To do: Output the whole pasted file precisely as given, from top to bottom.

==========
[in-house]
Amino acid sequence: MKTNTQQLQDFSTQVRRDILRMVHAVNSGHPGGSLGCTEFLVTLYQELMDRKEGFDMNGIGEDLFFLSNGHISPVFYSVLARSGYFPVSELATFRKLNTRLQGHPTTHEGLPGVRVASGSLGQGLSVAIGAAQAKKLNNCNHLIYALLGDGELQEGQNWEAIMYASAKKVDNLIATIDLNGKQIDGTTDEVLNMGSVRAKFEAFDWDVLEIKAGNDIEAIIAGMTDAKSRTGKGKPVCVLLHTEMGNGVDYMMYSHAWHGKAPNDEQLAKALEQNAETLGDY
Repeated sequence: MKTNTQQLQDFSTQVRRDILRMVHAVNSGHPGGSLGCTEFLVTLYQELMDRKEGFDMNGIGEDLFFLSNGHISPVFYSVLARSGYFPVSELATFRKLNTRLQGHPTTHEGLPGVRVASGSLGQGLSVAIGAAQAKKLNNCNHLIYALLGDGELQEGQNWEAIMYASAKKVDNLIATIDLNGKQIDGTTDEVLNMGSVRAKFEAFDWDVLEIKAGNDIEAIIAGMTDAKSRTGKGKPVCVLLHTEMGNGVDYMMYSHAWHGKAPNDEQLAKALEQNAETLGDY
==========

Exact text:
[in-house]
Amino acid sequence: MKTNTQQLQDFSTQVRRDILRMVHAVNSGHPGGSLGCTEFLVTLYQELMDRKEGFDMNGIGEDLFFLSNGHISPVFYSVLARSGYFPVSELATFRKLNTRLQGHPTTHEGLPGVRVASGSLGQGLSVAIGAAQAKKLNNCNHLIYALLGDGELQEGQNWEAIMYASAKKVDNLIATIDLNGKQIDGTTDEVLNMGSVRAKFEAFDWDVLEIKAGNDIEAIIAGMTDAKSRTGKGKPVCVLLHTEMGNGVDYMMYSHAWHGKAPNDEQLAKALEQNAETLGDY
Repeated sequence: MKTNTQQLQDFSTQVRRDILRMVHAVNSGHPGGSLGCTEFLVTLYQELMDRKEGFDMNGIGEDLFFLSNGHISPVFYSVLARSGYFPVSELATFRKLNTRLQGHPTTHEGLPGVRVASGSLGQGLSVAIGAAQAKKLNNCNHLIYALLGDGELQEGQNWEAIMYASAKKVDNLIATIDLNGKQIDGTTDEVLNMGSVRAKFEAFDWDVLEIKAGNDIEAIIAGMTDAKSRTGKGKPVCVLLHTEMGNGVDYMMYSHAWHGKAPNDEQLAKALEQNAETLGDY